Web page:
Colorado Costing-Out 2006
Note: This cost study is not a full study. It is an update of the 2003 Cost Study performed by Augenblick, Palaich, and Associates that was never officially released to the public. It uses much of the background information of the 2003 study, slightly modifying the methodology and using updated figures. The 2003 study can be found here.
State Funding Context
From NCES (most current available statistics):
Pre-K to 12 Students, 2004-05: 766,000
Annual Public School Expenditures, 2004-05: $5.4 billion
% Eligible for Free/Reduced Lunch, 2004-05: 31.5
% in limited-English-proficiency programs, 2004-05: 11.8
|Study Title:||“Estimating Colorado School District Costs to Meet State and Federal Education Accountability Requirements“|
|Date Completed:||October 2006|
|Definition of Adequacy:|| For the Professional Judgment methodology, adequacy was defined as “hav[ing] the necessary resources for students to meet specific state and federal requirements.” The primary requirements used in the study were (1) state accreditation requirements, (2) meeting standards on the Colorado Student Assessment Program (CSAP) tests, and (3) meeting AYP as required by NCLB, including 100% proficiency by 2014.
For the Successful School Districts methodology, successful districts were defined as those that were both meeting state accreditation requirements and “on target” to meet all requirements as defined in the professional judgment study by 2014.
|Calculated Base Costs:||Professional Judgment
Base cost per student:
Three examples, i.e. data points from a continuous function that relates district size to per pupil spending (see p. 9 of the study):
Small school districts (500 students): $11,639
Medium school districts (2,500 students): $8,146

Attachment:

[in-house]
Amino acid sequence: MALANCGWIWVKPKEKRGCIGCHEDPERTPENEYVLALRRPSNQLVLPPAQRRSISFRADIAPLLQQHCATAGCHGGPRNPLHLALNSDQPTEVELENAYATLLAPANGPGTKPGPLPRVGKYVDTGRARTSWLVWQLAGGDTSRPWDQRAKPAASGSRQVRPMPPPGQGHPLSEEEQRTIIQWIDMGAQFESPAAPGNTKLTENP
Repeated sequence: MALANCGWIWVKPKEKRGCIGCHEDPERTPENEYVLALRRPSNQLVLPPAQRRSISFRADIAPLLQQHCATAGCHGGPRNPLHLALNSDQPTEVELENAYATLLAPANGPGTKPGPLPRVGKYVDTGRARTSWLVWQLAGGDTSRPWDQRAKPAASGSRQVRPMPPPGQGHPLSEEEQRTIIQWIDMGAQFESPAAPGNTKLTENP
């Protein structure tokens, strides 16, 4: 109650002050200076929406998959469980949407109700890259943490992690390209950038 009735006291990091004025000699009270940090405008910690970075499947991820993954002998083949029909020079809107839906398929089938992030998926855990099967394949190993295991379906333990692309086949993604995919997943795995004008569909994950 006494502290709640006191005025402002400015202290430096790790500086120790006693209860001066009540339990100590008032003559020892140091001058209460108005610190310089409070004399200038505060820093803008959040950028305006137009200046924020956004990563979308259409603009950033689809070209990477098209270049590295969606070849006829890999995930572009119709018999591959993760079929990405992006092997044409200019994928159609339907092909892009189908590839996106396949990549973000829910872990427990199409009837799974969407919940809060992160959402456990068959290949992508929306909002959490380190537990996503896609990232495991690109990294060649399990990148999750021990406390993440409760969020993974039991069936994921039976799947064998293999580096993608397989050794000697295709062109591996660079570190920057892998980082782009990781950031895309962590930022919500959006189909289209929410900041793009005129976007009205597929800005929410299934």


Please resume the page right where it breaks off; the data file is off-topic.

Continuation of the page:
Large school districts (10,000 students): $7,252
Special-needs additional weightings (fraction of base costs):
Successful School Districts
|Calculated Additional Costs:||Professional Judgment: $2.1 billion in 2004-2005 dollars (a 39 percent increase over 2004-2005 levels)
Successful School Districts: $630 million in 2004-2005 dollars (a 12 percent increase over 2004-2005 levels)
|Major Recommendations:|| Increase funding to target amount (no recommendations on a specific plan)
|Additional Findings:||Based on the Professional Judgment methodology, 177 of Colorado’s 178 districts had spending below adequate levels. Based on the Successful School Districts methodology, 163 districts had spending below adequate levels.
APA raised the benefit rate from their 2003 cost study, due to an increase in retirement contributions.
To offset rising health care and insurance costs, many school districts have cut employee health benefits.
Districts may face a cost increase with expansion of student choice programs (these costs were not included in the study)
According to educators, student activities such as sports or clubs often increase student academic performance. Educators also deemed these activities necessary in order to keep students in school
A school business official panel indicated no major inefficiencies in district overhead expenditures.
APA estimated (but did not include in the study) the cost of teacher merit-pay programs, and determined an approximate cost of $1 million per moderate-sized district.
|Methodology:||Evidence-Based (Expert Judgment) Approach:
This methodology was not used to determine any costs. Experts created a draft of resource requirements for Colorado schools, which was given to professional judgment panelists as a starting point for discussion.
Professional Judgment Approach:
Successful School Districts Approach:
|Special Features:|| This study did not consider capital funding for facilities, etc., transportation, food service, adult education, or community service costs, which are ordinarily excluded from adequacy studies.
This study did include the cost of preschool.
In the 2003 study, APA used nine professional judgment panels, consisting of “school level” panels, “district level” panels, and “expert review” panels. For the 2006 study, APA relied on many of the determinations of the 2003 panels, consulting only the new panels listed in the “Methodology” section.
The successful school district methodology in this study differed from the methodology in the 2003 study. In the 2003 study, APA used different “filters,” looking at specific performance levels and progress from previous years, as opposed to a determination of whether the district was “on target” to reach 100% proficiency by 2014. The difference in methodologies makes the results difficult to compare.
|Prepared for:||The Colorado School Finance Project, a nonprofit organization that collects and distributes research-based information and data on topics related to school finance|
|Prepared by:||Augenblick, Palaich and Associates, Inc.|
Fact Sheet prepared by Matthew Samberg, December 19, 2006